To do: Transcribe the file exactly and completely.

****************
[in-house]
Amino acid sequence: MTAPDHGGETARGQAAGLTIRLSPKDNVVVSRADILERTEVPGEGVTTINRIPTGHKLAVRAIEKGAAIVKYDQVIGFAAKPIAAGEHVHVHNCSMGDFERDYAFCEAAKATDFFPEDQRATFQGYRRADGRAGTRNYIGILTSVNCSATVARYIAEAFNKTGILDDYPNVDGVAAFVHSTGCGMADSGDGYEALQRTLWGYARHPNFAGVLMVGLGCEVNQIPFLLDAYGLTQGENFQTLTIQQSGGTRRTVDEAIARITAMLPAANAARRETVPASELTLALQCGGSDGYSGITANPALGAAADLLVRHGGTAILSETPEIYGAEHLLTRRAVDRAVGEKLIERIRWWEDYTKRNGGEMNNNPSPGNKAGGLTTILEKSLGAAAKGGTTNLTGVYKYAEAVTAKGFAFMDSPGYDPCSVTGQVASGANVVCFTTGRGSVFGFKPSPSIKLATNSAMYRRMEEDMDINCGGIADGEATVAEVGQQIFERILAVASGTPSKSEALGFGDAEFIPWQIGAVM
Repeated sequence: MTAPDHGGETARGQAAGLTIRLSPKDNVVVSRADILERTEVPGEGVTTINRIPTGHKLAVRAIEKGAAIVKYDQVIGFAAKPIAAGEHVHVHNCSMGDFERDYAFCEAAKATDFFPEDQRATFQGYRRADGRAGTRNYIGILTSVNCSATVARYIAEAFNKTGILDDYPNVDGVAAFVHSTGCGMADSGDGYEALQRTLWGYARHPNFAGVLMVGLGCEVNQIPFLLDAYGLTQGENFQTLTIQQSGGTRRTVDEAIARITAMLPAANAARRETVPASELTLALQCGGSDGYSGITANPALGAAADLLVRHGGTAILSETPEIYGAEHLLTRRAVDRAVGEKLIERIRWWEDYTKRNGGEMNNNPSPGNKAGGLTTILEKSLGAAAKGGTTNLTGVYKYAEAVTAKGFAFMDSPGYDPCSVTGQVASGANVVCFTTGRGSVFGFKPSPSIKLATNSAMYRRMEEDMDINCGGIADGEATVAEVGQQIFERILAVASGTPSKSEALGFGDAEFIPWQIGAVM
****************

[in-house]
Amino acid sequence: MTAPDHGGETARGQAAGLTIRLSPKDNVVVSRADILERTEVPGEGVTTINRIPTGHKLAVRAIEKGAAIVKYDQVIGFAAKPIAAGEHVHVHNCSMGDFERDYAFCEAAKATDFFPEDQRATFQGYRRADGRAGTRNYIGILTSVNCSATVARYIAEAFNKTGILDDYPNVDGVAAFVHSTGCGMADSGDGYEALQRTLWGYARHPNFAGVLMVGLGCEVNQIPFLLDAYGLTQGENFQTLTIQQSGGTRRTVDEAIARITAMLPAANAARRETVPASELTLALQCGGSDGYSGITANPALGAAADLLVRHGGTAILSETPEIYGAEHLLTRRAVDRAVGEKLIERIRWWEDYTKRNGGEMNNNPSPGNKAGGLTTILEKSLGAAAKGGTTNLTGVYKYAEAVTAKGFAFMDSPGYDPCSVTGQVASGANVVCFTTGRGSVFGFKPSPSIKLATNSAMYRRMEEDMDINCGGIADGEATVAEVGQQIFERILAVASGTPSKSEALGFGDAEFIPWQIGAVM
Repeated sequence: MTAPDHGGETARGQAAGLTIRLSPKDNVVVSRADILERTEVPGEGVTTINRIPTGHKLAVRAIEKGAAIVKYDQVIGFAAKPIAAGEHVHVHNCSMGDFERDYAFCEAAKATDFFPEDQRATFQGYRRADGRAGTRNYIGILTSVNCSATVARYIAEAFNKTGILDDYPNVDGVAAFVHSTGCGMADSGDGYEALQRTLWGYARHPNFAGVLMVGLGCEVNQIPFLLDAYGLTQGENFQTLTIQQSGGTRRTVDEAIARITAMLPAANAARRETVPASELTLALQCGGSDGYSGITANPALGAAADLLVRHGGTAILSETPEIYGAEHLLTRRAVDRAVGEKLIERIRWWEDYTKRNGGEMNNNPSPGNKAGGLTTILEKSLGAAAKGGTTNLTGVYKYAEAVTAKGFAFMDSPGYDPCSVTGQVASGANVVCFTTGRGSVFGFKPSPSIKLATNSAMYRRMEEDMDINCGGIADGEATVAEVGQQIFERILAVASGTPSKSEALGFGDAEFIPWQIGAVM